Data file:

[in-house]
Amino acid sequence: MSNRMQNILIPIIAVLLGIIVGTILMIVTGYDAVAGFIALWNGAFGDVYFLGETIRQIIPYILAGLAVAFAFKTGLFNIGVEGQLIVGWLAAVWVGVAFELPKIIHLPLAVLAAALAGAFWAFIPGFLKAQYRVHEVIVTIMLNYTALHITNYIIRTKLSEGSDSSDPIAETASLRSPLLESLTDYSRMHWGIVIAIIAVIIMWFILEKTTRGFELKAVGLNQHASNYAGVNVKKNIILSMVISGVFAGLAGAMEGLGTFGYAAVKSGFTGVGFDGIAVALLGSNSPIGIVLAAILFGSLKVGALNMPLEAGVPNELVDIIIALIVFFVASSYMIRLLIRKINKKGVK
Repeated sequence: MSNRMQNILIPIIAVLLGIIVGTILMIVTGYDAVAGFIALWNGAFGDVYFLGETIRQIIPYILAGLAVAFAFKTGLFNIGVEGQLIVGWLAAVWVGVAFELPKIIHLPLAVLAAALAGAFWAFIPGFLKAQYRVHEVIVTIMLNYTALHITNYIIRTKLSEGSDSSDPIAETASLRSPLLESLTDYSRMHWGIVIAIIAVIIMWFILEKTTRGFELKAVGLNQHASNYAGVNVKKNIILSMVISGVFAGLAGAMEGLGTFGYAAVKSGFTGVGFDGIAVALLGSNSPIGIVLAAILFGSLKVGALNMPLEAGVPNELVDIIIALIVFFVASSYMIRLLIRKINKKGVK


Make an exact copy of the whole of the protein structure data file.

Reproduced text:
[in-house]
Amino acid sequence: MSNRMQNILIPIIAVLLGIIVGTILMIVTGYDAVAGFIALWNGAFGDVYFLGETIRQIIPYILAGLAVAFAFKTGLFNIGVEGQLIVGWLAAVWVGVAFELPKIIHLPLAVLAAALAGAFWAFIPGFLKAQYRVHEVIVTIMLNYTALHITNYIIRTKLSEGSDSSDPIAETASLRSPLLESLTDYSRMHWGIVIAIIAVIIMWFILEKTTRGFELKAVGLNQHASNYAGVNVKKNIILSMVISGVFAGLAGAMEGLGTFGYAAVKSGFTGVGFDGIAVALLGSNSPIGIVLAAILFGSLKVGALNMPLEAGVPNELVDIIIALIVFFVASSYMIRLLIRKINKKGVK
Repeated sequence: MSNRMQNILIPIIAVLLGIIVGTILMIVTGYDAVAGFIALWNGAFGDVYFLGETIRQIIPYILAGLAVAFAFKTGLFNIGVEGQLIVGWLAAVWVGVAFELPKIIHLPLAVLAAALAGAFWAFIPGFLKAQYRVHEVIVTIMLNYTALHITNYIIRTKLSEGSDSSDPIAETASLRSPLLESLTDYSRMHWGIVIAIIAVIIMWFILEKTTRGFELKAVGLNQHASNYAGVNVKKNIILSMVISGVFAGLAGAMEGLGTFGYAAVKSGFTGVGFDGIAVALLGSNSPIGIVLAAILFGSLKVGALNMPLEAGVPNELVDIIIALIVFFVASSYMIRLLIRKINKKGVK